Progressives and moderates battle over infrastructure bill


(AP Photo/Susan Walsh)

President Joe Biden walks with House Speaker Nancy Pelosi of Calif., on Capitol Hill in Washington, Friday, Oct. 1, 2021, after attending a meeting with the House Democratic caucus to try to resolve an impasse around the bipartisan infrastructure bill.

Colin Moorhead II, Staff Reporter

One and half trillion or three and half trillion dollars? This question is currently being worked on in the divided Democratic party. In the House of Representatives, progressive Democrats are pushing for a $3.5 trillion dollar spending package on top of the infrastructure package. This plan competes with moderate Democrats, who are working on a $1.5 trillion bill that has already passed the Senate with bipartisan support. The current bill is a result of months of negotiations between top Republicans and the Biden administration. The issue for the progressives is that their spending package will presumably receive no Republican support and is not favored by many moderate Democrats. The difference between these two packages is the extra spending on social issues and measures against climate change in the larger bill. 

Contents of Original Bill (Source: Smart Asset)

An infrastructure bill typically includes funding for roads, bridges, broadband and similar projects. This bill would be the biggest spending package for infrastructure in more than a decade. However, without the additional spending that the progressives were seeking, the wing of the party is hoping to add on with reconciliation. This is at odds with the bipartisan efforts of the infrastructure package because it would counter the negotiations made by both Republicans and Democrats. This situation is creating a divide amongst party members, where Republicans will not support the additional spending and Democrats do not want to delay the bill.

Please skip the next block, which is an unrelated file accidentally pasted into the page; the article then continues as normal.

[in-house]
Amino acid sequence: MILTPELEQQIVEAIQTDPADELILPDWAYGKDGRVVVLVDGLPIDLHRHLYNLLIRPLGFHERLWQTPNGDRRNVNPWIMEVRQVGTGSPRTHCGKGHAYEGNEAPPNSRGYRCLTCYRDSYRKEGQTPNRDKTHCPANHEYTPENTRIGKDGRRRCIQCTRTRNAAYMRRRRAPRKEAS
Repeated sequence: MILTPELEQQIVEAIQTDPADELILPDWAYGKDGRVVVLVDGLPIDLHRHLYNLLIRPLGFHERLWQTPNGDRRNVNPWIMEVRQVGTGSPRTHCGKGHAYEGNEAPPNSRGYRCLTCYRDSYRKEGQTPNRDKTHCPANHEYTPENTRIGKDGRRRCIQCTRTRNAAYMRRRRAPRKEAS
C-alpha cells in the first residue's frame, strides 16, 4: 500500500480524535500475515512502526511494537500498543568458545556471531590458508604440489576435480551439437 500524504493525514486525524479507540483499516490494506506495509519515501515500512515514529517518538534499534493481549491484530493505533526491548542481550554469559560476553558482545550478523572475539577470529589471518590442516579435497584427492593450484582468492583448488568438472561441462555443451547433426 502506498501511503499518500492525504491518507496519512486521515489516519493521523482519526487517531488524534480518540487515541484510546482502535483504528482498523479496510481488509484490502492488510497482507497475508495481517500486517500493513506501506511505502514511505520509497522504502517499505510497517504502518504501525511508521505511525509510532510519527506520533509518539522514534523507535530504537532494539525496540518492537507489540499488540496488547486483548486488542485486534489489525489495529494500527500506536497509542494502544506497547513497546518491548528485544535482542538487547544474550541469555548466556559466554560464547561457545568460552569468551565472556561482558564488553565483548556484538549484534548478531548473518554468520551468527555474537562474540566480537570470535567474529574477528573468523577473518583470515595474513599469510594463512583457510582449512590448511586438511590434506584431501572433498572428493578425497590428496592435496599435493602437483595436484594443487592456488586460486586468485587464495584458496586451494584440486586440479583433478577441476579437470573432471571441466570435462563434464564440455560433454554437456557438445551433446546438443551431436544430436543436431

The progressive wing of the Democratic Party is effectively using their base to block the bill in order to shape the Democratic agenda. They are keeping with their threat to delay the infrastructure package if there was not a concurrent reconciliation bill. This is forcing House leadership to postpone a future vote, which the progressives are hoping to

Contents of Bipartisan Compromise Bill (Source: Smart Asset)

influence other Democrats to support the reconciliation bill. This is effectively making the $3.5 trillion spending package the forefront of House proceedings. The current bill includes $1 trillion dollars in previously approved funding and $500 billion dollars in new spending. However, this does not include many of the social spending and initiatives that the progressive wing is striving for in the spending package. Sen. Bernie Sanders argued that $3.5 trillion “should be a minimum,” yet he stated, “I accept that there’s going to have to be give and take.” 

The infrastructure bill was proposed by moderate Democrat Sen. Joe Manchin, who has been at odds with the progressive wing of the party many times before. Both him and Sen. Kyrsten Sinema are at odds with the progressives due to their refusal to support the additional spending. However, later on in the week, there will be a vote on a budget that will form a blueprint of the $3.5 trillion progressive spending package. This vote will show if the progressives were able to sway moderate Democrats to join in their efforts of more social spending. 

Colin Swearingen, of the Political Science Department, stated that “There is no way there will be $3.5 trillion,” continuing, “we are looking at somewhere between $1.5 and $2.5 trillion…my guess is that it will be closer to 1.5 rather than 2.5 trillion.” The issue with this hold up from progressives is that it takes away from other Democratic priorities. The more time spent in negotiations for the spending package, the less time there will be for other parts of the Democratic agenda. Swearingen explained that “the infrastructure bill will pass, it will just be a matter of what is in the other bill.” 

The coming weeks will be crucial for House leadership to work out the issues between the two sides of the party and push forward with other objectives.